There are many sights and places to explore on educational visits to Normandy, but none that plunge your students so completely into the area’s fascinating medieval history as a trip to Mont Saint Michel. |
The abbey and medieval village which grew up around it are a UNESCO World Heritage Site. They have remained largely unchanged for centuries, highlighting architectural styles from throughout its development from the eighth century through to the fifteenth. Its importance as a Catholic place of pilgrimage even today makes this a fascinating site for pupils in terms of both history and religious education.
The History of Mont Saint Michel
Educational visits to the mount often concentrate on its rich history. The first church to be built on this site was consecrated in 709 and was said to be commissioned by the Bishop of Avranches on the direct request of the Archangel Michel. By 966 a community of Benedictine monks had settled here, and it was they that were responsible for the pre-Romanesque church built on the site.
In the eleventh century the Romanesque abbey church and its monastery was built; the monastery buildings were then extended in the twelfth century. A century later, king Philip of France, having conquered Normandy, donated money to construct a new Gothic section of the Mereveille. And in the following century, to protect the monastery during the Hundred Years War, military fortifications were added. The fortifications were so successful that the mount was able to hold out in a siege lasting a staggering 30 years.
Damage done in the fourteenth century to the chancel of the abbey church was later replaced by the Gothic Flamboyant chancel seen today. During the French Revolution and Napoleonic era, the mount was used as a prison.
A Visit to the Mount
Today educational visits to Mont Saint Michel take in this entire range of history. Your students won’t fail to be impressed as they enter the medieval town by the Burgher’s Guardroom (now a Tourist Office), through the King’s Gate (with its imposing portcullis) and along the narrow cobbled medieval streets that look like something out of a fairy tale. As you and your class take the Grande Staircase through the town you’ll see the abbey church towering above you, and when you reach the church on the mount pupils can look out at the breathtaking views of the coast of Normandy.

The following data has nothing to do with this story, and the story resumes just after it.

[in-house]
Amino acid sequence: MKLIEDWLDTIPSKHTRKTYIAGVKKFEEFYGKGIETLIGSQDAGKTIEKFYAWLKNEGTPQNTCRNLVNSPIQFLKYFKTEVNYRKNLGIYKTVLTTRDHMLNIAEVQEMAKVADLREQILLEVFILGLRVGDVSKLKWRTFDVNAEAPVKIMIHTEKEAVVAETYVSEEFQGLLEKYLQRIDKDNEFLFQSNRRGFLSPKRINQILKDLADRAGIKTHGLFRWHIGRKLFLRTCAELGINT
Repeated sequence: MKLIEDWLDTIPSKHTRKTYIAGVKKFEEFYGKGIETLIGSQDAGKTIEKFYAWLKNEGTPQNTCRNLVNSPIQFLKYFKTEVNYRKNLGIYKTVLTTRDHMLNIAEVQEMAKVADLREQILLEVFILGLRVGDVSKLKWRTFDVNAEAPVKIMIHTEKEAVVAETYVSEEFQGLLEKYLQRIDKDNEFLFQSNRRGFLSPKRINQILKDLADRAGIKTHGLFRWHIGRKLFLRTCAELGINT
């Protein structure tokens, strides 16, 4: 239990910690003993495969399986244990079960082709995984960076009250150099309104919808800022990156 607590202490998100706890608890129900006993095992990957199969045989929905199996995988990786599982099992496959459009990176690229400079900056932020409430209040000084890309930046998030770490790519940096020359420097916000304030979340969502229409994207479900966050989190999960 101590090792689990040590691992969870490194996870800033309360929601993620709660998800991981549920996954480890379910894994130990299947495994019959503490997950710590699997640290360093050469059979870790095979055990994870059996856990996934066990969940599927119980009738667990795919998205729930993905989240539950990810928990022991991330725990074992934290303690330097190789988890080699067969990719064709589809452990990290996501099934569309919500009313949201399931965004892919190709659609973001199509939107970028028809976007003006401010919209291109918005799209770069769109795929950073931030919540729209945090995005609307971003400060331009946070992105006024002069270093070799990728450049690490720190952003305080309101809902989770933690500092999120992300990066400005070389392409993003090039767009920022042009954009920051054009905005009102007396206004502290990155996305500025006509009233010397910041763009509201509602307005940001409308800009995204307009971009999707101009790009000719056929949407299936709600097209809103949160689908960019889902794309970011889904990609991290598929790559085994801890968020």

There is plenty for students to see on the mount so it’s well worth talking to a specialist educational tour operator to make sure you don’t miss any of it. A typical itinerary for your class should include:
• Entrance to the abbey – the historic medieval church • The Archeoscope Museum – an exhibition about the construction of the church • Museum of History – featuring artefacts from the mount’s history (including its prisons and dungeons) • Maritime and Ecology Museum – an exhibition about the mount’s ecology • Tiphaine’s House – a museum featuring the fourteenth-century home of Tiphaine Du Guesclin
Make your school trip to Normandy something truly memorable by helping the past come to life for your class at Mont Saint Michel.
John Gardiner is the Managing Director of The School Travel Company, a tour operator specialising in educational visits for school and youth groups to the UK, Europe and beyond. As a father and avid traveller, John is very passionate about providing students with valuable and engaging learning experiences outside of the classroom. By sharing his expert advice with teachers, he allows them to inspire their students and bring their studies to life.
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